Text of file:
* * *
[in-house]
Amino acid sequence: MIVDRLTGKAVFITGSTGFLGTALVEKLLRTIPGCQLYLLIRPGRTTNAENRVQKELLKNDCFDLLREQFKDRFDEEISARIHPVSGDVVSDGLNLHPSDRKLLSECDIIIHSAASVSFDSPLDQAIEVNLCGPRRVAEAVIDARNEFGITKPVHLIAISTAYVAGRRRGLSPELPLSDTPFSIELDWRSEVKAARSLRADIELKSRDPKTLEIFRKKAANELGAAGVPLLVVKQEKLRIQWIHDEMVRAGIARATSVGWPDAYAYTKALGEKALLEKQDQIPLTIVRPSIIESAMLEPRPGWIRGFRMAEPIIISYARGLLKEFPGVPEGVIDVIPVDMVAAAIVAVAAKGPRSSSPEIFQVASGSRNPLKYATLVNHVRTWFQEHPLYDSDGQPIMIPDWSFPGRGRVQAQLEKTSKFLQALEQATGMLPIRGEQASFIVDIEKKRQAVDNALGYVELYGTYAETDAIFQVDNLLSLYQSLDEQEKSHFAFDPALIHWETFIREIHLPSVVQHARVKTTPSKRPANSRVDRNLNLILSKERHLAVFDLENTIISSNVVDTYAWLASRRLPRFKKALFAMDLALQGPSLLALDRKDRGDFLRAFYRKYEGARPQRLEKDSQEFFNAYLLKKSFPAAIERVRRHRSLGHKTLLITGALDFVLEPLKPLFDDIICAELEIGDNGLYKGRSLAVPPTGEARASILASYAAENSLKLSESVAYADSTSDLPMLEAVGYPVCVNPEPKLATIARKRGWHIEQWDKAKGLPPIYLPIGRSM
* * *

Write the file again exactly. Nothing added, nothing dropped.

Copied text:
[in-house]
Amino acid sequence: MIVDRLTGKAVFITGSTGFLGTALVEKLLRTIPGCQLYLLIRPGRTTNAENRVQKELLKNDCFDLLREQFKDRFDEEISARIHPVSGDVVSDGLNLHPSDRKLLSECDIIIHSAASVSFDSPLDQAIEVNLCGPRRVAEAVIDARNEFGITKPVHLIAISTAYVAGRRRGLSPELPLSDTPFSIELDWRSEVKAARSLRADIELKSRDPKTLEIFRKKAANELGAAGVPLLVVKQEKLRIQWIHDEMVRAGIARATSVGWPDAYAYTKALGEKALLEKQDQIPLTIVRPSIIESAMLEPRPGWIRGFRMAEPIIISYARGLLKEFPGVPEGVIDVIPVDMVAAAIVAVAAKGPRSSSPEIFQVASGSRNPLKYATLVNHVRTWFQEHPLYDSDGQPIMIPDWSFPGRGRVQAQLEKTSKFLQALEQATGMLPIRGEQASFIVDIEKKRQAVDNALGYVELYGTYAETDAIFQVDNLLSLYQSLDEQEKSHFAFDPALIHWETFIREIHLPSVVQHARVKTTPSKRPANSRVDRNLNLILSKERHLAVFDLENTIISSNVVDTYAWLASRRLPRFKKALFAMDLALQGPSLLALDRKDRGDFLRAFYRKYEGARPQRLEKDSQEFFNAYLLKKSFPAAIERVRRHRSLGHKTLLITGALDFVLEPLKPLFDDIICAELEIGDNGLYKGRSLAVPPTGEARASILASYAAENSLKLSESVAYADSTSDLPMLEAVGYPVCVNPEPKLATIARKRGWHIEQWDKAKGLPPIYLPIGRSM